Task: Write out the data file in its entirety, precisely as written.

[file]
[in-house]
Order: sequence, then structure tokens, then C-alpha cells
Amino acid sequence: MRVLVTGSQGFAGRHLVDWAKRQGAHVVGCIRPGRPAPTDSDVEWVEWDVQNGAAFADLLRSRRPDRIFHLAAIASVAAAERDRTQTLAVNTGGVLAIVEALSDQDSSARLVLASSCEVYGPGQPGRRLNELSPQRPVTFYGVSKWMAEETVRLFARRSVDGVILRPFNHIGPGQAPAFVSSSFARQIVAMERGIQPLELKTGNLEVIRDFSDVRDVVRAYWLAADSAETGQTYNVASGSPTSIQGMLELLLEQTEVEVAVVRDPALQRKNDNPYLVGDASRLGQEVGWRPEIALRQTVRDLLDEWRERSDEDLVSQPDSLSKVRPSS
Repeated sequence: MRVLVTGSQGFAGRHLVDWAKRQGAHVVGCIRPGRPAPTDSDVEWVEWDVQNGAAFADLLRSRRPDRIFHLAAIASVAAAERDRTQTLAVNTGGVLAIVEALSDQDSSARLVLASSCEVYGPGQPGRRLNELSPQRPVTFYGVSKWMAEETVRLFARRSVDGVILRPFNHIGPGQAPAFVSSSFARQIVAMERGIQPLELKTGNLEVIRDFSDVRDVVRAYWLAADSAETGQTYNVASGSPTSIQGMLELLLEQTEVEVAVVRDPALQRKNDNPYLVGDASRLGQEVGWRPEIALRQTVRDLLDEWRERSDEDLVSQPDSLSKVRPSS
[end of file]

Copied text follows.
[in-house]
Order: sequence, then structure tokens, then C-alpha cells
Amino acid sequence: MRVLVTGSQGFAGRHLVDWAKRQGAHVVGCIRPGRPAPTDSDVEWVEWDVQNGAAFADLLRSRRPDRIFHLAAIASVAAAERDRTQTLAVNTGGVLAIVEALSDQDSSARLVLASSCEVYGPGQPGRRLNELSPQRPVTFYGVSKWMAEETVRLFARRSVDGVILRPFNHIGPGQAPAFVSSSFARQIVAMERGIQPLELKTGNLEVIRDFSDVRDVVRAYWLAADSAETGQTYNVASGSPTSIQGMLELLLEQTEVEVAVVRDPALQRKNDNPYLVGDASRLGQEVGWRPEIALRQTVRDLLDEWRERSDEDLVSQPDSLSKVRPSS
Repeated sequence: MRVLVTGSQGFAGRHLVDWAKRQGAHVVGCIRPGRPAPTDSDVEWVEWDVQNGAAFADLLRSRRPDRIFHLAAIASVAAAERDRTQTLAVNTGGVLAIVEALSDQDSSARLVLASSCEVYGPGQPGRRLNELSPQRPVTFYGVSKWMAEETVRLFARRSVDGVILRPFNHIGPGQAPAFVSSSFARQIVAMERGIQPLELKTGNLEVIRDFSDVRDVVRAYWLAADSAETGQTYNVASGSPTSIQGMLELLLEQTEVEVAVVRDPALQRKNDNPYLVGDASRLGQEVGWRPEIALRQTVRDLLDEWRERSDEDLVSQPDSLSKVRPSS